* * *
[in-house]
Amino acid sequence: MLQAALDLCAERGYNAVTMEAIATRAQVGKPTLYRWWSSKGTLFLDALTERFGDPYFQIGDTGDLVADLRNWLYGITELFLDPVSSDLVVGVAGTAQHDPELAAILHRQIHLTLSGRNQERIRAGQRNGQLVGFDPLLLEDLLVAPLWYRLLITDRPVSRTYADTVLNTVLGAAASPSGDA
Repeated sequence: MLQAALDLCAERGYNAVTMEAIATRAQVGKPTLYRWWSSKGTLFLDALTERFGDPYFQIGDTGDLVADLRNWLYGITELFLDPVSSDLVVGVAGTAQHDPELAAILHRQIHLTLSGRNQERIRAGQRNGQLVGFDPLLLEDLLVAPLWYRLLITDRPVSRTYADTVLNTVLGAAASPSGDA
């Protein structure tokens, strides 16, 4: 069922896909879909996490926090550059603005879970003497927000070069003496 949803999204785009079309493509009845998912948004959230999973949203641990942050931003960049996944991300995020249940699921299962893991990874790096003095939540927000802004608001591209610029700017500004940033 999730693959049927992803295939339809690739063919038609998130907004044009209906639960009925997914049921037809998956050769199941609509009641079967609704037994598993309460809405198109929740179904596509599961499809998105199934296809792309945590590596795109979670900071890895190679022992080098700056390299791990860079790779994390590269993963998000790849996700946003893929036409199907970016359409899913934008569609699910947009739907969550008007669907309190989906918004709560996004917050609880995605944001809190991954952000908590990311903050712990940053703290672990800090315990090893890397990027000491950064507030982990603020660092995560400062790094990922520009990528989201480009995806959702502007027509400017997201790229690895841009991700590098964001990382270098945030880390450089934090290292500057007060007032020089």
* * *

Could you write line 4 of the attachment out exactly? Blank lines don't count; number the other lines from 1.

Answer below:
């Protein structure tokens, strides 16, 4: 069922896909879909996490926090550059603005879970003497927000070069003496 949803999204785009079309493509009845998912948004959230999973949203641990942050931003960049996944991300995020249940699921299962893991990874790096003095939540927000802004608001591209610029700017500004940033 999730693959049927992803295939339809690739063919038609998130907004044009209906639960009925997914049921037809998956050769199941609509009641079967609704037994598993309460809405198109929740179904596509599961499809998105199934296809792309945590590596795109979670900071890895190679022992080098700056390299791990860079790779994390590269993963998000790849996700946003893929036409199907970016359409899913934008569609699910947009739907969550008007669907309190989906918004709560996004917050609880995605944001809190991954952000908590990311903050712990940053703290672990800090315990090893890397990027000491950064507030982990603020660092995560400062790094990922520009990528989201480009995806959702502007027509400017997201790229690895841009991700590098964001990382270098945030880390450089934090290292500057007060007032020089």